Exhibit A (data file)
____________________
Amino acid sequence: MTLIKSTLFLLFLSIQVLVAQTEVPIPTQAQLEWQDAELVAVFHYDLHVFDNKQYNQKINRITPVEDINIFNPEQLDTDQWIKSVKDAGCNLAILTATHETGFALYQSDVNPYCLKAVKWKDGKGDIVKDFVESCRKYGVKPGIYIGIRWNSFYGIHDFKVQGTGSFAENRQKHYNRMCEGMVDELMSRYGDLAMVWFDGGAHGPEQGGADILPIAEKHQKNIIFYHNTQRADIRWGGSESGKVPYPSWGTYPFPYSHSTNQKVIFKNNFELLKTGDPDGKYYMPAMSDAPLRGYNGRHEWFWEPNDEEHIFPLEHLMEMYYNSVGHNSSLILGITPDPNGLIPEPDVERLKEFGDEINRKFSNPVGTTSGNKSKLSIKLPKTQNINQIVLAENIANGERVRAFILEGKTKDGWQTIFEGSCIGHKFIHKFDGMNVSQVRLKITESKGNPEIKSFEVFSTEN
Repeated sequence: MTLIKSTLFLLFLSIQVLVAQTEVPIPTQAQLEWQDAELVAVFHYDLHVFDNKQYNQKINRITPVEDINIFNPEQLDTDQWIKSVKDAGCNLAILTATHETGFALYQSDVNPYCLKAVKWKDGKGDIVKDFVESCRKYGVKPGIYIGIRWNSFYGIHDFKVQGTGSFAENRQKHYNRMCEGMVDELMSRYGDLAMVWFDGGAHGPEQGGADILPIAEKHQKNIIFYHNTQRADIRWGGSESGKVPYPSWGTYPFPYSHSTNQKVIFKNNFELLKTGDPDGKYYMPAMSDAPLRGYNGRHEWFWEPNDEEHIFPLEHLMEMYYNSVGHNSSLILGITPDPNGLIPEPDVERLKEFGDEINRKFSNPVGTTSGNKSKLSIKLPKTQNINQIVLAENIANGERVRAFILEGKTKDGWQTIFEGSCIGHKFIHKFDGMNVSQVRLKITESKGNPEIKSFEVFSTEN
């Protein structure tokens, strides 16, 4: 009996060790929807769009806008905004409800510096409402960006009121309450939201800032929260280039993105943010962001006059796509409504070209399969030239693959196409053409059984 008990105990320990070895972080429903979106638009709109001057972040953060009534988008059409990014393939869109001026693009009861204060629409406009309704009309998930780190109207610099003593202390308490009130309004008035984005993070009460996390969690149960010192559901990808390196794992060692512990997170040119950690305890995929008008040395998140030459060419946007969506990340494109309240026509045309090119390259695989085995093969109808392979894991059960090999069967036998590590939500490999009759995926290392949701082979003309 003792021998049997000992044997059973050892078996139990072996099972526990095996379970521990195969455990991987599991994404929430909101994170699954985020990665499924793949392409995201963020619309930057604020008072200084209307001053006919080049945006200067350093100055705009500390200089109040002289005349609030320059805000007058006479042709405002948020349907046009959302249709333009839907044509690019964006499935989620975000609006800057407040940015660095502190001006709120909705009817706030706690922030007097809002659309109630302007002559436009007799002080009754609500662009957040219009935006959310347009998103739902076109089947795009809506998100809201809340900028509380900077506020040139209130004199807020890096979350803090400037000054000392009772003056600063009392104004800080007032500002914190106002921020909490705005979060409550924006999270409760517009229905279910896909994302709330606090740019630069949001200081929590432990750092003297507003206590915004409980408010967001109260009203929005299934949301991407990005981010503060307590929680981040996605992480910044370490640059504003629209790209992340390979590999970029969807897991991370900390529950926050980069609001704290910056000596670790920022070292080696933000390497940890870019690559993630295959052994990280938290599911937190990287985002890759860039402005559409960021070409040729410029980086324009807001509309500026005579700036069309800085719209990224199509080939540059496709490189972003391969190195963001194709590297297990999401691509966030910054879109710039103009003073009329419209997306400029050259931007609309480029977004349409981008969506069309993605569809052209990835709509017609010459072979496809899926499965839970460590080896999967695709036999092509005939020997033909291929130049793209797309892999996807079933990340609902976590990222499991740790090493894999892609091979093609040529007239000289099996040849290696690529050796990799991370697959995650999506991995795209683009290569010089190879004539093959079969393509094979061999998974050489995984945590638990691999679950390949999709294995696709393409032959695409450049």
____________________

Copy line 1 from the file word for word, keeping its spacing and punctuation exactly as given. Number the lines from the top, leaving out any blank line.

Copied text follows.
Amino acid sequence: MTLIKSTLFLLFLSIQVLVAQTEVPIPTQAQLEWQDAELVAVFHYDLHVFDNKQYNQKINRITPVEDINIFNPEQLDTDQWIKSVKDAGCNLAILTATHETGFALYQSDVNPYCLKAVKWKDGKGDIVKDFVESCRKYGVKPGIYIGIRWNSFYGIHDFKVQGTGSFAENRQKHYNRMCEGMVDELMSRYGDLAMVWFDGGAHGPEQGGADILPIAEKHQKNIIFYHNTQRADIRWGGSESGKVPYPSWGTYPFPYSHSTNQKVIFKNNFELLKTGDPDGKYYMPAMSDAPLRGYNGRHEWFWEPNDEEHIFPLEHLMEMYYNSVGHNSSLILGITPDPNGLIPEPDVERLKEFGDEINRKFSNPVGTTSGNKSKLSIKLPKTQNINQIVLAENIANGERVRAFILEGKTKDGWQTIFEGSCIGHKFIHKFDGMNVSQVRLKITESKGNPEIKSFEVFSTEN